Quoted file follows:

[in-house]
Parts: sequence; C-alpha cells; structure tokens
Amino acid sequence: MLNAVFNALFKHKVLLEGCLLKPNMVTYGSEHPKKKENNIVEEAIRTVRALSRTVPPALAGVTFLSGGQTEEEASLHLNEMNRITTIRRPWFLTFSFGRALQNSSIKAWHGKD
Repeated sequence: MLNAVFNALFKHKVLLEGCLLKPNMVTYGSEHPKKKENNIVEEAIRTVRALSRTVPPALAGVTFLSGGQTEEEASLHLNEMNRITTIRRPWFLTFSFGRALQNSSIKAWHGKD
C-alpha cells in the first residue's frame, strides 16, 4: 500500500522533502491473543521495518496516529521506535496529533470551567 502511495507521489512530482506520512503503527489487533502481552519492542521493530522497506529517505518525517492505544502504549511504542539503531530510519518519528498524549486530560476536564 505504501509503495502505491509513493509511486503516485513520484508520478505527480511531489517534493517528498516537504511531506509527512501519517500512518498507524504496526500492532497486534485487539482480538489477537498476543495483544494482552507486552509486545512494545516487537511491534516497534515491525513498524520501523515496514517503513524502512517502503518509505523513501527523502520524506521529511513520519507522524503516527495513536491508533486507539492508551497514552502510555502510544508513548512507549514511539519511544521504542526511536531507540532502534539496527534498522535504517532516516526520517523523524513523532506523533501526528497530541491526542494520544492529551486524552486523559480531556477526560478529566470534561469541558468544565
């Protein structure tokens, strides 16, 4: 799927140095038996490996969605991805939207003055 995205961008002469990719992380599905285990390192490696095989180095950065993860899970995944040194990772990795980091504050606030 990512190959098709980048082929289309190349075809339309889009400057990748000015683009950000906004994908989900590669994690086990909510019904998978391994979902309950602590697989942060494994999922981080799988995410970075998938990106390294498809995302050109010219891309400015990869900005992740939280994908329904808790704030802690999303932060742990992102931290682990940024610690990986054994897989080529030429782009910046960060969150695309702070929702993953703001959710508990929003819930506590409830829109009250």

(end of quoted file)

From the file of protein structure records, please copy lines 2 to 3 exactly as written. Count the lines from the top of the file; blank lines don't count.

Parts: sequence; C-alpha cells; structure tokens
Amino acid sequence: MLNAVFNALFKHKVLLEGCLLKPNMVTYGSEHPKKKENNIVEEAIRTVRALSRTVPPALAGVTFLSGGQTEEEASLHLNEMNRITTIRRPWFLTFSFGRALQNSSIKAWHGKD